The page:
Manny: Yeah, so how did you hear about that or what how'd you get into that in the first place?

Dale: Well, it’s an interesting story. I heard that they were gonna to start football, somebody's high school coach in Columbus or someplace where one of our kids was from those good early years,and told me they were looking to start football. I did some searches and actually found a Columbus Dispatch article, the new President came in and wanted to start football. Well, at the end of the 2000/2001 academic year there was a school out in Iowa that Started football. Briarcliff college. And so I applied for it because it was athletic director and head football coach I thought, well, you know, being the AD and the head football coach may not be such a bad deal. I don't know if that's at Cedar Falls? But it’s way out on the western side.

Manny: Yeah I’ve heard of it.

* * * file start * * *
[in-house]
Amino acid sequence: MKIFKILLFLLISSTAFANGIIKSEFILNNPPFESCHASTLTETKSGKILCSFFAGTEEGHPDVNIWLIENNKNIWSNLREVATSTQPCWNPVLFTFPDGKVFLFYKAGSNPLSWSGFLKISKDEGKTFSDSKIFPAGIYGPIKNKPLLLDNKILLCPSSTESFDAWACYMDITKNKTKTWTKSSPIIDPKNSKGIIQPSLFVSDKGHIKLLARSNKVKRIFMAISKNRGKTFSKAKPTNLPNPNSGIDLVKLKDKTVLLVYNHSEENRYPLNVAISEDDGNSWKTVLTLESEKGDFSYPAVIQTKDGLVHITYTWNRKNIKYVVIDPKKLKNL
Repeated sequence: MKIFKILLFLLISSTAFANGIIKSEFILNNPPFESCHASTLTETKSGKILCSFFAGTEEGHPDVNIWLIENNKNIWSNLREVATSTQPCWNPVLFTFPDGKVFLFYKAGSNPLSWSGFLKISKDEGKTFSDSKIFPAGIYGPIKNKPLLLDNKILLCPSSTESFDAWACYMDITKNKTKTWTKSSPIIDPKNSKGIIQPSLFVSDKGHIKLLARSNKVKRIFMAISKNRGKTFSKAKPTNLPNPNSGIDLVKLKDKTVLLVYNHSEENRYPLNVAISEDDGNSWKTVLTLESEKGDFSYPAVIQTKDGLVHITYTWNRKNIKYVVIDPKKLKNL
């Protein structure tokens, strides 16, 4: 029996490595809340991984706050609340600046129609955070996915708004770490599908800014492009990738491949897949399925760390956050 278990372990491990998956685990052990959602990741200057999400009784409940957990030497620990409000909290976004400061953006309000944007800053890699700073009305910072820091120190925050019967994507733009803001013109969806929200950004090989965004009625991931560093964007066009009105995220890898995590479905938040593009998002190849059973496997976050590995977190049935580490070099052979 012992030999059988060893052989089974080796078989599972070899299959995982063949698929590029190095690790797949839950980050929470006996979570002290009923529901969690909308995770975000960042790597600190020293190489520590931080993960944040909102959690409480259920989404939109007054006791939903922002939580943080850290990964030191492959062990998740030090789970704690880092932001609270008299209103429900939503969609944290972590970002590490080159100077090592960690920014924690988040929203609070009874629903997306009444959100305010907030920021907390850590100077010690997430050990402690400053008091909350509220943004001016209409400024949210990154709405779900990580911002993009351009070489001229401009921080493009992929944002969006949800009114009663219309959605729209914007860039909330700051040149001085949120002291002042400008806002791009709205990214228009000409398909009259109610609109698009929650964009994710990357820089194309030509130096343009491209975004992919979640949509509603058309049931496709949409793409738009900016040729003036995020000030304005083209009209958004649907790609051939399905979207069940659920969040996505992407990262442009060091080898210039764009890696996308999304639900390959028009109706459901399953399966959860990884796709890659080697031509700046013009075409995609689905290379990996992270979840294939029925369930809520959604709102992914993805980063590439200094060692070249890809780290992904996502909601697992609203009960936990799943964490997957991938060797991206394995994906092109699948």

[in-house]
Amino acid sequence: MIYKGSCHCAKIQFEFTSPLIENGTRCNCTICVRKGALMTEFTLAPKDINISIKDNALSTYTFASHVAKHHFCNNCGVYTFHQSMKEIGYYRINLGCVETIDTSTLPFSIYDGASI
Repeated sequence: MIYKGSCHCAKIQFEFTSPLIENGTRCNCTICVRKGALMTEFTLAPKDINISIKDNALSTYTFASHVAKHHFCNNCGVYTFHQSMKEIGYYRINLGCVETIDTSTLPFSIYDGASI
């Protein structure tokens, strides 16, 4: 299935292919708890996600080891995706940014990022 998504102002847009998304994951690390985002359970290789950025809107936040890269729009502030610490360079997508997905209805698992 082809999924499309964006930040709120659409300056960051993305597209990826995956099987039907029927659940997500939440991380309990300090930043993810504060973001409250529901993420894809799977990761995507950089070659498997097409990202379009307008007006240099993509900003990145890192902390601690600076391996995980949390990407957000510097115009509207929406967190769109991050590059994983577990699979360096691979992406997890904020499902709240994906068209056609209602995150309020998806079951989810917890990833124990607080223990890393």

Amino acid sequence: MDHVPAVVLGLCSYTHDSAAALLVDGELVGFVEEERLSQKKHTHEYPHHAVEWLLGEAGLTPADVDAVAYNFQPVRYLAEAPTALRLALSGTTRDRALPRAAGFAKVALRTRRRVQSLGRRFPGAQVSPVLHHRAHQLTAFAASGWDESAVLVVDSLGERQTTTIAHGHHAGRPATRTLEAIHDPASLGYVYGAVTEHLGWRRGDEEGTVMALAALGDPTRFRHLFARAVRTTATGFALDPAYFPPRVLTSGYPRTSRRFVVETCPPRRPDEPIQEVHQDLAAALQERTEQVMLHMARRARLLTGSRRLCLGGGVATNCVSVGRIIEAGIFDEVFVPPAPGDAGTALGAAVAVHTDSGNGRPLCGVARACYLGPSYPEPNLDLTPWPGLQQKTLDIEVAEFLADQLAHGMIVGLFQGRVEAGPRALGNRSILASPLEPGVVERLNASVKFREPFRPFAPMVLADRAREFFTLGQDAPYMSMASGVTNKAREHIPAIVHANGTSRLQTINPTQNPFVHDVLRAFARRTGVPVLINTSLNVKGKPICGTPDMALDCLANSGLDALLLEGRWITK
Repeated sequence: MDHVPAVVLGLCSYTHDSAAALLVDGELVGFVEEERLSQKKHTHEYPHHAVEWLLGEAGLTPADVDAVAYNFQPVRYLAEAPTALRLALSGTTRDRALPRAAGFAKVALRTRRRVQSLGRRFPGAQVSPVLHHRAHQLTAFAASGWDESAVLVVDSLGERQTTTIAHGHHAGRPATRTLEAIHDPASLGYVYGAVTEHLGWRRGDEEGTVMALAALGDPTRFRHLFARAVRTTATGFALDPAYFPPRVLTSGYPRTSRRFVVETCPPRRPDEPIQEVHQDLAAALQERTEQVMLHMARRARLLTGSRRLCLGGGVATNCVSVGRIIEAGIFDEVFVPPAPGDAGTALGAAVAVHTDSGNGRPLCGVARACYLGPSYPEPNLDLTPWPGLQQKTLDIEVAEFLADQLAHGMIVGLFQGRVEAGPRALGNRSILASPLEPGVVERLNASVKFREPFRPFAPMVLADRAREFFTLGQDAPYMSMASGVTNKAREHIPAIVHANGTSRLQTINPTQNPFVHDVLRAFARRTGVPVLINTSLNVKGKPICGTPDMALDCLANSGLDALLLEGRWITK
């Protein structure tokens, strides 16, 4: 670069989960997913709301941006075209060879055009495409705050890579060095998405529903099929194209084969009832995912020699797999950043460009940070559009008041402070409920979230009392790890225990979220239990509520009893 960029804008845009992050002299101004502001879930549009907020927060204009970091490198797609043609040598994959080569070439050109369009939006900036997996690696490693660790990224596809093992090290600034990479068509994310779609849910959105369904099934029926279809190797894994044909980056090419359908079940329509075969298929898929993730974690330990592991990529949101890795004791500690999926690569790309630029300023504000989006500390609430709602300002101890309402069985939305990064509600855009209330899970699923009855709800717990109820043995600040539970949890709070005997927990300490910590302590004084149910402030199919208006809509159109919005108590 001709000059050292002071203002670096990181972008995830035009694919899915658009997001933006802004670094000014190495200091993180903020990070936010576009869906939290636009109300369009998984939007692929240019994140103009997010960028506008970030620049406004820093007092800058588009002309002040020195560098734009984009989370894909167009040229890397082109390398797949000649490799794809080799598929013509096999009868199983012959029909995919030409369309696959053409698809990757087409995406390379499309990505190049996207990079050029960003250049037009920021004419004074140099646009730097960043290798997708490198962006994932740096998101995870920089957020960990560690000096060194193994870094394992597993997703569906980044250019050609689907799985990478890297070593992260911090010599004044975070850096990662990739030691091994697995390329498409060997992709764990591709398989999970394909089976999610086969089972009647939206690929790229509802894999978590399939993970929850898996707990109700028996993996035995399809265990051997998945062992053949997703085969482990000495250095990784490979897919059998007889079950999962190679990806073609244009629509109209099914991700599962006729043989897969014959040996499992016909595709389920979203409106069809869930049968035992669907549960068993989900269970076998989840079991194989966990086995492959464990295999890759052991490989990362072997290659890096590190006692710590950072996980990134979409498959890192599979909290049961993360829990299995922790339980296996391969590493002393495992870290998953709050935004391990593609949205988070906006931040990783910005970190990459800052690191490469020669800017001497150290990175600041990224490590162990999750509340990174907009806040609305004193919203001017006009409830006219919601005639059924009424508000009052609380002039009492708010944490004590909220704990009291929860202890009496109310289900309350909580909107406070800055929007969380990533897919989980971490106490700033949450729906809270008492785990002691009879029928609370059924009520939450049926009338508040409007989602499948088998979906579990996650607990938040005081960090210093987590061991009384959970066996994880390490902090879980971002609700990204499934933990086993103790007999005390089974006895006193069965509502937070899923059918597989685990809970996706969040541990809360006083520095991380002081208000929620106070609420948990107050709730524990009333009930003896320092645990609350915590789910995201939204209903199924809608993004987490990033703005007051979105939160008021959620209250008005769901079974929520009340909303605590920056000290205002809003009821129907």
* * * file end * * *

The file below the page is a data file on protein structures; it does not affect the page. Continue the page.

Dale: Well I went out there and was like, there’s no way I’m moving out here so we’re just not gonna do this. But the President, at that time, they offered me the job, but that president was the one going to Ohio Dominican. so I thought well, he offered me a job. Hopefully I can hold any grudges with that. So I applied, they called me up, I went down, I interviewed and he looked at me. I walked into his office and he goes, “I know you from some place.” He offered me the job regardless but he said you turned us down, why’d you do that? I said, well my family really didn’t want to move out there. Because my wife didn’t want to move and that’s whywe’re in Columbus. I think that once that relationship had been reestablished again,that, you know, I think he felt comfortable that I was going to do it. I mean I had a track record, I’d already done it once. We were in the same area so we were gonna be in the same league.

Manny: Okay.

Dale: You know, it was the mid states again so we were gonna be in the same league and I think they felt pretty comfortable that I could do it again.

Manny: So you get the second shot to start a brand new program and what did you learn from the first time that you did not repeat the second time?